Monday, October 29, 2007
What's particularly tricky about badware is that you may not know that you downloaded it. Some badware manufacturers bundle it with other programs without disclosing that it's part of the package. Others put their programs on your PC when you visit certain websites or play online games.
Unfortunately, incessant pop-up ads aren't the only possible side-effect. Sometimes peoples' computers slow down or even crash. Sometimes peoples' personal information is abused, and there have been reported cases of identity theft. What's even more frustrating is that these programs are hidden in your computer, making it difficult to identify and remove them.
Why do badware providers make the effort? Because it is big business, amounting to a $2 billion-a-year industry. It's the Wild West of aggressive marketing and an industry supported by shadowy online marketers, small application vendors, and website operators.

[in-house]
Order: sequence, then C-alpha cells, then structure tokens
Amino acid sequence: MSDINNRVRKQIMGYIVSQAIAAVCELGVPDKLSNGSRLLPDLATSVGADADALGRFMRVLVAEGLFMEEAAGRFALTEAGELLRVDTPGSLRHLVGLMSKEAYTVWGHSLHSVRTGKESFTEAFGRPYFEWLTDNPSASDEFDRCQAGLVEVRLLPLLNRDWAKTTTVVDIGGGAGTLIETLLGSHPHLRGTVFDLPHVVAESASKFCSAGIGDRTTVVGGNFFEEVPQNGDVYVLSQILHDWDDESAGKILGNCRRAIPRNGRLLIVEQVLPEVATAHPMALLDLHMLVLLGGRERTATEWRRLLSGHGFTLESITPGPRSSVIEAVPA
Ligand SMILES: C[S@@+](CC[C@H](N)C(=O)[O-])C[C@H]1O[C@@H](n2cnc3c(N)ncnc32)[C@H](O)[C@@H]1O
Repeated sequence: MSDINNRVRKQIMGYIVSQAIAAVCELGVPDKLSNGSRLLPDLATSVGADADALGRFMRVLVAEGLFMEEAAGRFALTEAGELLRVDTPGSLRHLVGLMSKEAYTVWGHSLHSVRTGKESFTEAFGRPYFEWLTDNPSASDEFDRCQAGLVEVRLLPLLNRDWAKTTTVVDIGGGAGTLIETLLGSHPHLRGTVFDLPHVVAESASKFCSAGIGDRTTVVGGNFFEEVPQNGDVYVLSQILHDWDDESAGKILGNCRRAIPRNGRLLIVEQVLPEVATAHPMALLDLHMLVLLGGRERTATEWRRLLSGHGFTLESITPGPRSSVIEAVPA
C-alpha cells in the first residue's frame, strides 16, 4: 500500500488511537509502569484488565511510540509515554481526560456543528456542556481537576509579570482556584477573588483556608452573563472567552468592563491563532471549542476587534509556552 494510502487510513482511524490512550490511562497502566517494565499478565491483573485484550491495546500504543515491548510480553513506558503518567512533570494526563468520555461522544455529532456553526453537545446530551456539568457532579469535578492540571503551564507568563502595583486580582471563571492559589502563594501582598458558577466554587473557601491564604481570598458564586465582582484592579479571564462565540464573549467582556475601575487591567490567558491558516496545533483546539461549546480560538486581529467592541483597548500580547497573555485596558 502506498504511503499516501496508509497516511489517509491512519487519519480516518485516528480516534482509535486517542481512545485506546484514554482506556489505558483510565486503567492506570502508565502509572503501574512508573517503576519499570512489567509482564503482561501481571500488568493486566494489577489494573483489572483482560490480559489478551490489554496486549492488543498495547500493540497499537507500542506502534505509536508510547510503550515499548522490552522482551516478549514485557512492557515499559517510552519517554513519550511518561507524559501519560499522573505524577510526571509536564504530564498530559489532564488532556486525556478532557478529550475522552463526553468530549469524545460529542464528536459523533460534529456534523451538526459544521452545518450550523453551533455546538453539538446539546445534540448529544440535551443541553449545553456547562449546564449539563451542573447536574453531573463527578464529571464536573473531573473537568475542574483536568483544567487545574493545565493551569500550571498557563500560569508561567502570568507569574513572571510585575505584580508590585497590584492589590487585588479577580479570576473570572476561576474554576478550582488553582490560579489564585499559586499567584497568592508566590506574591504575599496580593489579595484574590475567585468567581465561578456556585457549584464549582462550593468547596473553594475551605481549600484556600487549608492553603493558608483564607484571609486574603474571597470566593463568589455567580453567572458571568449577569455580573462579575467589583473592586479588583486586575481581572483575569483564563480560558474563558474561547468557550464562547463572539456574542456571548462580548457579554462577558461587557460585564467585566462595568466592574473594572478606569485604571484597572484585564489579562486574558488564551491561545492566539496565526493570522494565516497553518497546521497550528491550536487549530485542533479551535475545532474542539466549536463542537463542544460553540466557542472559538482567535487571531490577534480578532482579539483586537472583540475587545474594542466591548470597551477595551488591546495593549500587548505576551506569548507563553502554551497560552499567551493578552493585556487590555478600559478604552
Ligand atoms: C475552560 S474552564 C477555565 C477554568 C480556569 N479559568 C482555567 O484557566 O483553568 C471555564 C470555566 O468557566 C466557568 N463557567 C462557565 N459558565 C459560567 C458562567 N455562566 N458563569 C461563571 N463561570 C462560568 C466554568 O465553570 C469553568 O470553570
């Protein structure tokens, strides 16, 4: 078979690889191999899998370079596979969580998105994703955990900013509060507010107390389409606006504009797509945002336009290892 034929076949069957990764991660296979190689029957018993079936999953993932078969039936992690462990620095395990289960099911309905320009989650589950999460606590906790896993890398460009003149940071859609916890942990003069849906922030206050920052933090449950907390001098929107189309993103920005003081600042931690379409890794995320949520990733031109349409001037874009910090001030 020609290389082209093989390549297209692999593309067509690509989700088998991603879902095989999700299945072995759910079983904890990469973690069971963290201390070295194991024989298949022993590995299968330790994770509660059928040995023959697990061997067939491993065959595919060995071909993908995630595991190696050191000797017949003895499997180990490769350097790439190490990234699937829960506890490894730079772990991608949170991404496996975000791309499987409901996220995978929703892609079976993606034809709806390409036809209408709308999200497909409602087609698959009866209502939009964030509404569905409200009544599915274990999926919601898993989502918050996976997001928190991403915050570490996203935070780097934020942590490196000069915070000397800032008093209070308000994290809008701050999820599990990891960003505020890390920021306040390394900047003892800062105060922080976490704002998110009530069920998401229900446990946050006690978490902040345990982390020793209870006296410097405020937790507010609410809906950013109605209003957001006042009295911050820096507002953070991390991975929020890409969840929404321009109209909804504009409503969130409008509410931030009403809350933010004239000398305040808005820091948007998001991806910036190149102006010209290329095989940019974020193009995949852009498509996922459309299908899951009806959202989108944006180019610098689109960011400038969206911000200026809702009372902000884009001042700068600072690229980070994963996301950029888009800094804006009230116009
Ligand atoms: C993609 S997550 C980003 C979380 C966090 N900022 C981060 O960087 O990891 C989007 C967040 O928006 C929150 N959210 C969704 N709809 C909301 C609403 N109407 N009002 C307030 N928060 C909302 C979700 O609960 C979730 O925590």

The best and most important thing is for you to learn how to clean badware off your computer and to share your knowledge with those you know. An important factor when installing any software application is whether you have agreed to its installation and understand what it will do. Certain types of badware not only adversely affect your browsing experience, but how your computer itself functions. Some badware is known to interrupt your internet connection or even cause your computer to crash.
go to this site, to get more about badware - StopBadware.org
Friday, July 27, 2007
DjVu (pronounced déjà vu) is a computer file format designed primarily to store scanned images, especially those containing text and line drawings. It uses technologies such as image layer separation of text and background/images, progressive loading, arithmetic coding, and lossy compression for bitonal images. This allows for high quality, readable images to be stored in a minimum of space, so that they can be made available on the web.
DjVu has been promoted as an alternative to PDF, actually outperforming PDF on most scanned documents. The DjVu developers report that color magazine pages compress to 40–70KB, black and white technical papers compress to 15–40KB, and ancient manuscripts compress to around 100KB; all of these are significantly better than the typical 500KB required for a satisfactory JPEG image. Like PDF, DjVu can contain an OCRed text layer, making it easy to perform cut and paste and text search operations.